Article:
Once upon a time, there was a man who lived in a small hamlet. He was extremely indolent and lived a rather frivolous life. Due to his laziness, the village Chief gave him two sons to raise: fear and hardship. These two were rascals and instantly added disquietude to his life, making his usually preferred lackadaisical orientation to everything impossible. Hardship instantly brought difficulty into every possible situation, while fear always introduced anxiety. Consequently, the man always felt uneasy and oppressed with these two wretches around, preventing the lassitude that defined his erstwhile existence. The pressure of the discomfort his sons brought to his hitherto sluggish life instantly made him contemplate a plan to rid himself of these malcontents. He knew the village Chief would retract them if he could prove he led an active and productive life. So he hatched a plan. As he was a bachelor, he decided to pursue marriage with the coveted maiden “change”.
For the next two weeks, he woke up betimes and, of all the male villagers, left his house earliest to work in the fields. He was also the last to return home. During his walk home, he would stop by two huts: the first is where change and her parents lived, and the second was where the village Chief resided. There he would present the fruits of his daily labor as a gift. His actions had threefold intentions: 1) to stay away as long as possible from fear and hardship at home; 2) to demonstrate he could take good care of change if she agreed to marry; and 3) to prove to the Chief he was being productive so he could retract the two sons. After weeks of tribulation at home, coupled with his daily extra exertions, change was impressed and agree to marry him. Overjoyed, he went home and knew it would only be a short time before he could return these two rascal boys to the village Chief. The next day, he walked to the large hut of the Chief with the damsel change and presented their engagement rings, with the announcement: “Chief, through my newly found productive life, change has chosen me. This is the declaration of our willingness to marry”.
The Chief looked at him with circumspection and a bit of hesitation, then consented to the union. The date for the marriage was set a few months away. Walking merrily to change’s parents hut, a date was also finalized when she would take domicile at his home. After all these arrangements accompanied by the presence of change, the Chief decided to take fear and hardship back into custody. The man was exuberant with joy and beside himself with gladness to rid himself of these anvils of misery. Free at last! Once the two boys left his home, he relaxed comfortably with a calmness that for weeks had evaded him. Due to all this taxation, he decided to sleep in the next morning instead of waking up early and venturing to the fields. After all, fear and hardship were gone, and change promised to marry him. The following day he did the same thing. Slowly, he relapsed into his old ways with fear and hardship gone and with change on the horizon. Before long, his hitherto laziness even doubled due to increased indulgence that sought to counterbalance all the strenuous exertion of the two weeks when he pursued change. Eftsoons, change noticed this and decided to call off the marriage. The Chief also lamented these regretful developments. Hatching a plan of his own, he decided to return the two brothers, fear and hardship, to the man. This time, he added a third boy: suffering.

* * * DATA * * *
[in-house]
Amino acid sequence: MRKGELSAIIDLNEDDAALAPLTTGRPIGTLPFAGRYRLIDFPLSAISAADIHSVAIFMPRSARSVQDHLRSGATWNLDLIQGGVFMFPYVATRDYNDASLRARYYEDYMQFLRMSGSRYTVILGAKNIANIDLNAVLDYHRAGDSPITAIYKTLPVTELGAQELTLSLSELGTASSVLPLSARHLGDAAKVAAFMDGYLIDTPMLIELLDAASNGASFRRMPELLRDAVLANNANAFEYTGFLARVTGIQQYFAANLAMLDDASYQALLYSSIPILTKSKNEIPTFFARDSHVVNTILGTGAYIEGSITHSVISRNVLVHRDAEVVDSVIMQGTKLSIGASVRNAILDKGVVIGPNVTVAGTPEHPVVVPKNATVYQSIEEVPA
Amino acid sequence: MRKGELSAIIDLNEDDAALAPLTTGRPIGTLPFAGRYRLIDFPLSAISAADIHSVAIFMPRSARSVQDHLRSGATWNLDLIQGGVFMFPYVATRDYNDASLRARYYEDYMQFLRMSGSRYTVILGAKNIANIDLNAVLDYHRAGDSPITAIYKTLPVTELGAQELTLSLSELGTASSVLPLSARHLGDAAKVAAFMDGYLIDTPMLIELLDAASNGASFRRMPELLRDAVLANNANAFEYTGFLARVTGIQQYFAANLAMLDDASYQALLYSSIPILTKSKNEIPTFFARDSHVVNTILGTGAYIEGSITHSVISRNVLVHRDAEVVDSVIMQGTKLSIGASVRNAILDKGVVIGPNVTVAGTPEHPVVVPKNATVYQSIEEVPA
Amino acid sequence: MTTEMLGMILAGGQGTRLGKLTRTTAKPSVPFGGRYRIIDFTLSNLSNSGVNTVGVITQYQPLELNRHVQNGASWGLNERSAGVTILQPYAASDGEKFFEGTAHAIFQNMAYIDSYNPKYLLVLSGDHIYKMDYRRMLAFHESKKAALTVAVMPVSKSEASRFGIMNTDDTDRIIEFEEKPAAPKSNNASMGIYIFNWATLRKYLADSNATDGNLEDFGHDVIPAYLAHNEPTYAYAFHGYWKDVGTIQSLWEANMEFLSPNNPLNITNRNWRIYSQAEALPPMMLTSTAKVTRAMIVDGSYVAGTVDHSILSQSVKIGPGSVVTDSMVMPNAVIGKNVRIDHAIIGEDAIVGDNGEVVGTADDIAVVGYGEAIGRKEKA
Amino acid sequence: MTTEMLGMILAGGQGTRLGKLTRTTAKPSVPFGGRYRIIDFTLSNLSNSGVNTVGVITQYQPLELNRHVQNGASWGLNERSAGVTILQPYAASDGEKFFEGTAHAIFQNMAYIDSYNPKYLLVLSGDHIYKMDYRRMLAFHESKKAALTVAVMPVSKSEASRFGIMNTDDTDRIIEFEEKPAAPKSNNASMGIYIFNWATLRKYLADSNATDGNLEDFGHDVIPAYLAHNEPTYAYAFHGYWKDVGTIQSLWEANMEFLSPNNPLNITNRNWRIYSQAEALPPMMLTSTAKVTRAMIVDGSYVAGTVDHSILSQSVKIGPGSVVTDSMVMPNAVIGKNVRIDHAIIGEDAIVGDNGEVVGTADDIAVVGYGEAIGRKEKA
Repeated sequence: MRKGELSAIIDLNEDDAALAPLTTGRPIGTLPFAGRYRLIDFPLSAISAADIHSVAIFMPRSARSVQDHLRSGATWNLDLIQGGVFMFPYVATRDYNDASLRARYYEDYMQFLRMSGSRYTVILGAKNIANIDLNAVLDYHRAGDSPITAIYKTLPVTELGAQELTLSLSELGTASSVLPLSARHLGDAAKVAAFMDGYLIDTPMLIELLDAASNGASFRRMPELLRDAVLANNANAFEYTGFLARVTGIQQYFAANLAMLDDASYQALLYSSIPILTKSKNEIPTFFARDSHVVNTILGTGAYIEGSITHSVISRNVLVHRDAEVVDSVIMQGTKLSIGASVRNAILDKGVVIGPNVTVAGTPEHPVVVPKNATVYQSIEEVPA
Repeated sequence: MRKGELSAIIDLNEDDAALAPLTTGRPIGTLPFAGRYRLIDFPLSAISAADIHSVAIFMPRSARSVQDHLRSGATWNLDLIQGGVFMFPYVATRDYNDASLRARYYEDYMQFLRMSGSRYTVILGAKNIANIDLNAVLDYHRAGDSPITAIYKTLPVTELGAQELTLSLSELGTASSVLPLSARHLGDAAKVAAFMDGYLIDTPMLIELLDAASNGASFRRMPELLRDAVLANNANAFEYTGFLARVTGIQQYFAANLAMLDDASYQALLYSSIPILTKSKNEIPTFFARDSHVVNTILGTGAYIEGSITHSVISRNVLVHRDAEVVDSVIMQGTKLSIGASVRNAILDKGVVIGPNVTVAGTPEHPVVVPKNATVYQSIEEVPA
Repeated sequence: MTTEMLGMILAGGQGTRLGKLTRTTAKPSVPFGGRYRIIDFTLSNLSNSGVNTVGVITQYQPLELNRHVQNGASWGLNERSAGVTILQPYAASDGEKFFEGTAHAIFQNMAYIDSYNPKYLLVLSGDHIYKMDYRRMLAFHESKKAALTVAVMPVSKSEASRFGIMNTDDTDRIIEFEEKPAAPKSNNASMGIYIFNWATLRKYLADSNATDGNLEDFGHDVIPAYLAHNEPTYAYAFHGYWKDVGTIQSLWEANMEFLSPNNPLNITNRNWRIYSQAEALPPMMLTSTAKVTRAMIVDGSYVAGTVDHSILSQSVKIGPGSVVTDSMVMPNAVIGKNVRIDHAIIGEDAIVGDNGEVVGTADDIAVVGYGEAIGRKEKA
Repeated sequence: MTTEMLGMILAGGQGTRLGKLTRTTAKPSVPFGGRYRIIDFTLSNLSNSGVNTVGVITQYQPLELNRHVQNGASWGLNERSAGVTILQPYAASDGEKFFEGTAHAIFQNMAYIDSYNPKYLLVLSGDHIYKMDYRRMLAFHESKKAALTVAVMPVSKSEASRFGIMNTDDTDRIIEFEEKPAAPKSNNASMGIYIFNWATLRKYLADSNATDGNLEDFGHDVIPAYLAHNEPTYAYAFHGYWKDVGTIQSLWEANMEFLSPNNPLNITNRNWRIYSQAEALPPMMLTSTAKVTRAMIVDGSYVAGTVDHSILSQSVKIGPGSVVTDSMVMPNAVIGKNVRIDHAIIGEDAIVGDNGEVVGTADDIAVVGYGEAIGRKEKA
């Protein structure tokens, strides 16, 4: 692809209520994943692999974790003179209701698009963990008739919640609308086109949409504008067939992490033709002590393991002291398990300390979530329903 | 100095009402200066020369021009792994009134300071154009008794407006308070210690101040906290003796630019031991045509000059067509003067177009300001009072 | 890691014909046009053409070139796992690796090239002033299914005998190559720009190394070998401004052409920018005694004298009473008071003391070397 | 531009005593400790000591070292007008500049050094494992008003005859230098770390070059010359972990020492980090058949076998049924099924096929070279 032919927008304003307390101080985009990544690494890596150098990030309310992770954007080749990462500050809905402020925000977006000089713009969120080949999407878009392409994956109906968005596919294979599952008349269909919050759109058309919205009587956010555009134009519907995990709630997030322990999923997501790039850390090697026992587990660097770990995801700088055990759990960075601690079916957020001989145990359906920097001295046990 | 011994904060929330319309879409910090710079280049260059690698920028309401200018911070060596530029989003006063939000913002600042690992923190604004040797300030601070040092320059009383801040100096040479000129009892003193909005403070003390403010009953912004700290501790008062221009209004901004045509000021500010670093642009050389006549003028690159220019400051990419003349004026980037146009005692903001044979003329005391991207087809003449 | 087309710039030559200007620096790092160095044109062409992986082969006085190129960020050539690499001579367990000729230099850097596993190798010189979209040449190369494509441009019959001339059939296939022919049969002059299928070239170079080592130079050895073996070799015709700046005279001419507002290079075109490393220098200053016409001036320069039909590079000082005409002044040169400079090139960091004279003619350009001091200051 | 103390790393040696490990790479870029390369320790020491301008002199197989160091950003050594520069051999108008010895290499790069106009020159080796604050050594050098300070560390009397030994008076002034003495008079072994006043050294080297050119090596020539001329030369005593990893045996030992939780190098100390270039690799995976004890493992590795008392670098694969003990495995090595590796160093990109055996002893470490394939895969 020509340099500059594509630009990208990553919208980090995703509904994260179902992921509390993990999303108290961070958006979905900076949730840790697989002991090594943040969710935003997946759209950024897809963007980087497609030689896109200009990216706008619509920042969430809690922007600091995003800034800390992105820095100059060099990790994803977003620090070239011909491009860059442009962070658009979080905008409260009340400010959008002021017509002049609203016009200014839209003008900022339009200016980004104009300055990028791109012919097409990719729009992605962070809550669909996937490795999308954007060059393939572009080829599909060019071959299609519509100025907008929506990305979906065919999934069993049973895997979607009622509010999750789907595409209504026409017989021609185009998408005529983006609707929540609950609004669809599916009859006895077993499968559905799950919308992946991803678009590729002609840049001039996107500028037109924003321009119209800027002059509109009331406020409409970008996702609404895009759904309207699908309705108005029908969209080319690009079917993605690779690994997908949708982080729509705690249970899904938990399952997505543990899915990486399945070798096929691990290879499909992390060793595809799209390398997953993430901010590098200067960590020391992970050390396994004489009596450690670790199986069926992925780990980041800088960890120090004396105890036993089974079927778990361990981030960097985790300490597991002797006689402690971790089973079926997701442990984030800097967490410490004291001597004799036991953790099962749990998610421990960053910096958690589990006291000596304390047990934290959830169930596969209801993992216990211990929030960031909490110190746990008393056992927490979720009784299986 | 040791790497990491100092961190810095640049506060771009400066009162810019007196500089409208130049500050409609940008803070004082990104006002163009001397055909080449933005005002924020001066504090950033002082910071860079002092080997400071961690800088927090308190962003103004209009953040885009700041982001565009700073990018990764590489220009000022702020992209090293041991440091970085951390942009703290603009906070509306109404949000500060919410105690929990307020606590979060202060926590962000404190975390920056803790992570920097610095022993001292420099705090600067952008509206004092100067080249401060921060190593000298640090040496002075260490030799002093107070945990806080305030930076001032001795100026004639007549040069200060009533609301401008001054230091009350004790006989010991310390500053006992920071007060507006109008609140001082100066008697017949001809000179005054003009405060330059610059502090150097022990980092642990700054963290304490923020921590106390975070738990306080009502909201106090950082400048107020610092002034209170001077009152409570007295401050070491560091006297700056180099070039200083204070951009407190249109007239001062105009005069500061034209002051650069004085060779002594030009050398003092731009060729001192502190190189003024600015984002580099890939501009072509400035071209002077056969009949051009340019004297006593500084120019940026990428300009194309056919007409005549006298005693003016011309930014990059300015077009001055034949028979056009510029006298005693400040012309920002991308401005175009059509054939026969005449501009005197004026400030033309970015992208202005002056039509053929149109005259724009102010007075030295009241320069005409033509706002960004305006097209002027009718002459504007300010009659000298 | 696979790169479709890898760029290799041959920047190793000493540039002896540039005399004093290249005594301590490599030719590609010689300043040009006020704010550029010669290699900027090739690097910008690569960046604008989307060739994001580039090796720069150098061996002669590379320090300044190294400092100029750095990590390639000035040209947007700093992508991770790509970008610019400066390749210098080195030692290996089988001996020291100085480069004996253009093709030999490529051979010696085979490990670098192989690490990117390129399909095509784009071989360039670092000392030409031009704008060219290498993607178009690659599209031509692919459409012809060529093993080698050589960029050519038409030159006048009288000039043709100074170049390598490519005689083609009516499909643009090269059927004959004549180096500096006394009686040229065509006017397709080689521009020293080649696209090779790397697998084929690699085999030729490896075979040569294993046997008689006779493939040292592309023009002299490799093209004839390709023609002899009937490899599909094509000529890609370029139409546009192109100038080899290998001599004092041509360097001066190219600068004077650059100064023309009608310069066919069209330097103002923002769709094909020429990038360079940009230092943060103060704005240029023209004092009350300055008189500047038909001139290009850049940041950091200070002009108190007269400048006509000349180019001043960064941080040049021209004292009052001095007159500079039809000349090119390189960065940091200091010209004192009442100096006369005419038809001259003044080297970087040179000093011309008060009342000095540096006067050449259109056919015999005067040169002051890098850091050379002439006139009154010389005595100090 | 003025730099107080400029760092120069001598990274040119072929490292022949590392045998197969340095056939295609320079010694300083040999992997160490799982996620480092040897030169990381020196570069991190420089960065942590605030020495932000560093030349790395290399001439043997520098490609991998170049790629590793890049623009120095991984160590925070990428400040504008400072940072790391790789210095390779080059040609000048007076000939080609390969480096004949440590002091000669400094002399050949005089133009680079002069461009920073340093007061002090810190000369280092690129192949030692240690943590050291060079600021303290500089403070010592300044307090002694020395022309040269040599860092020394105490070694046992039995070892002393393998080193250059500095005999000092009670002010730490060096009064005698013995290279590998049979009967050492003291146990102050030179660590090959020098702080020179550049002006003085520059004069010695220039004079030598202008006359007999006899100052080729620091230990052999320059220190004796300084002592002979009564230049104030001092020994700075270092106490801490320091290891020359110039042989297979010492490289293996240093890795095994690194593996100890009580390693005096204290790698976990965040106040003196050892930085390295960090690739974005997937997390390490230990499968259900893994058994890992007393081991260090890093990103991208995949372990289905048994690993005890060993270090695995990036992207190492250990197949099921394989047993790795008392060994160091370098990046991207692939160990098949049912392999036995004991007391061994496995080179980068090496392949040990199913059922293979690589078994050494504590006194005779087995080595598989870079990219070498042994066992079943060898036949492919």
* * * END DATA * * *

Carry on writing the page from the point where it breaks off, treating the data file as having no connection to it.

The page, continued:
When we face hardship and fear, we often decide to change in the moment of misery; making strides toward the promised land. But once this external hardship and fear is removed that caused the discomfort, we often slowly relapse into old ways even before the permanent change is realized. Thus we are experience only the beginnings of change. Based on our spiritual indolence it is quite difficult to distinguish between the genuineness to change just for change itself, versus the urge to change just to escape a distasteful set of circumstance. Both awaken a deep fervor and urge to action. But the difference is that one diminishes in intensity once the external pressure subsides, while the other continues consistently. When we slip back into old ways, we introduce suffering and make it harder on ourselves.
~Ikenna Q Ezealah